A day after bomb explosions at a Muslim graveyard killed 38 people and injured 190 in Malegaon, Hindus and Muslims vowed to maintain communal harmony even as investigations zeroed in on some 'black' explosive substance found near the blast site.
No one has yet claimed responsibility for the blasts that came almost two months to the day when bombings in commuter trains in Mumbai, about 300 kms away, killed nearly 200 people.
The town of mainly powerloom workers was normal and curfew was lifted to enable the burying of the dead and let people go about their shopping and other pressing chores.
Congress President Sonia Gandhi, accompanied by Home Minister Shivraj Patil, visited Malegaon, only to hear some sorry tales from the kin of the victims.
As Gandhi was distributing cheques of Rs 100,000 to the kin of the deceased, a victim's relative could not control his emotions and said: "My son was supposed to go to China on some assignment. But he is no more. What is the use of this cheque now?"
"Why has the government failed to provide security to the common citizens?" he asked Gandhi who mumbled condolences.
The well-planned blasts in this Muslim-dominated town, 300 kms northwest of Mumbai, agitated local people but did not disrupt social harmony, community leaders and officials said.
Gandhi, accompanied by Patil, visited the injured at the Farhan Hospital and then the blast sites at the Bada Kabristan (cemetery) and at the Mushaira Chowk near a mosque where hundreds had congregated on the occasion of Shab-e-Baraat, the night of salvation when people pray through the night to seek forgiveness and fast the next day.
Police seized two boxes containing a 'black' substance, reported to be explosive material, from the vicinity of one of the blast sites.
"We have certain leads on the blasts that we are working on. Some substance has been collected from one of the blast sites. But it will be too premature to comment on it till they are verified," Inspector General of Police (Nasik range) PK Jain said.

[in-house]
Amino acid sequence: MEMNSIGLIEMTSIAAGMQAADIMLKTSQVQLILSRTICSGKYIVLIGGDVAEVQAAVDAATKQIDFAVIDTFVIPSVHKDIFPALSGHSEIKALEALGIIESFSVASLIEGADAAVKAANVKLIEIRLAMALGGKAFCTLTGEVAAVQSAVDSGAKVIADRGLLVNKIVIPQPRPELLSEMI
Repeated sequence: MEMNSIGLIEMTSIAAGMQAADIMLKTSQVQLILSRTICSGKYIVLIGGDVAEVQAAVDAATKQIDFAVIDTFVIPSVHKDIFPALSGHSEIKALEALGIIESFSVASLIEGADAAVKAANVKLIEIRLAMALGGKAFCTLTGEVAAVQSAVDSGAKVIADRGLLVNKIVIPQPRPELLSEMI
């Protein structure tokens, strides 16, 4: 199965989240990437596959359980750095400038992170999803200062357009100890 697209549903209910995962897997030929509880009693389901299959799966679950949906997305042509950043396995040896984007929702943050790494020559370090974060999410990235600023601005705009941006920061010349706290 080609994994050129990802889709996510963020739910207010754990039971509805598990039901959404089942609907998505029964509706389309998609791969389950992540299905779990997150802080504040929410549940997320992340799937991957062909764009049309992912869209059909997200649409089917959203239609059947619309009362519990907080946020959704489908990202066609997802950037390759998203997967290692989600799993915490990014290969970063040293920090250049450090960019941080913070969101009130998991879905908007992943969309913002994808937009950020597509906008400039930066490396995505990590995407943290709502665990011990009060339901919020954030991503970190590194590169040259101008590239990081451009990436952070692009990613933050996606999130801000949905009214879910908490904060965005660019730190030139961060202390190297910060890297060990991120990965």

"The substance is being examined by forensic experts and bomb squads from central and state agencies," Jain, who is heading a special team investigating the blasts, added.
The people, however, have remained calm.
"Whosoever are behind this dastardly, cowardly and senseless act have failed to get the desired affect. Their aim was to whip up communal frenzy, but they have failed," said Sayed Abdul Jabar, an eyewitness. The bombs were placed on bicycles kept outside the Noorani Mosque and the adjacent Bada Kabristan in the heart of Malegaon.
"How can these people (terrorists) possibly attack worshippers on a day like Shab-e-Barat, when Muslims pray for the dead. What was heartening was that the entire population of the town rose to the occasion to come out and tend to the injured. It was a classic example of India's secular fabric," a 54-year-old textile merchant said.
"It is sad that most of the victims were poor fakirs (holy men) from outside the town, who had come to the mosque to offer prayers," Jabar said, his voice choked.
"But the evil intentions of the terrorists will not divide the people of this town. Malegaon has bounced back to normalcy on Saturday as you can see for yourself. We are now praying for the dead," Jabar added.
"People rose to the occasion cutting across all communities. Everyone pitched in to rush the injured and those dead to hospitals. People came to the blast site and the hospitals offering help to the injured and consoling relatives of the victims," said Umesh Shirke, a local journalist.
"Though Malegaon has a history of communal violence, this time it was different. People did not fall prey to the evil designs of the terrorists," Shirke said.
In the absence of good government hospitals, the injured had to be taken to private nursing homes.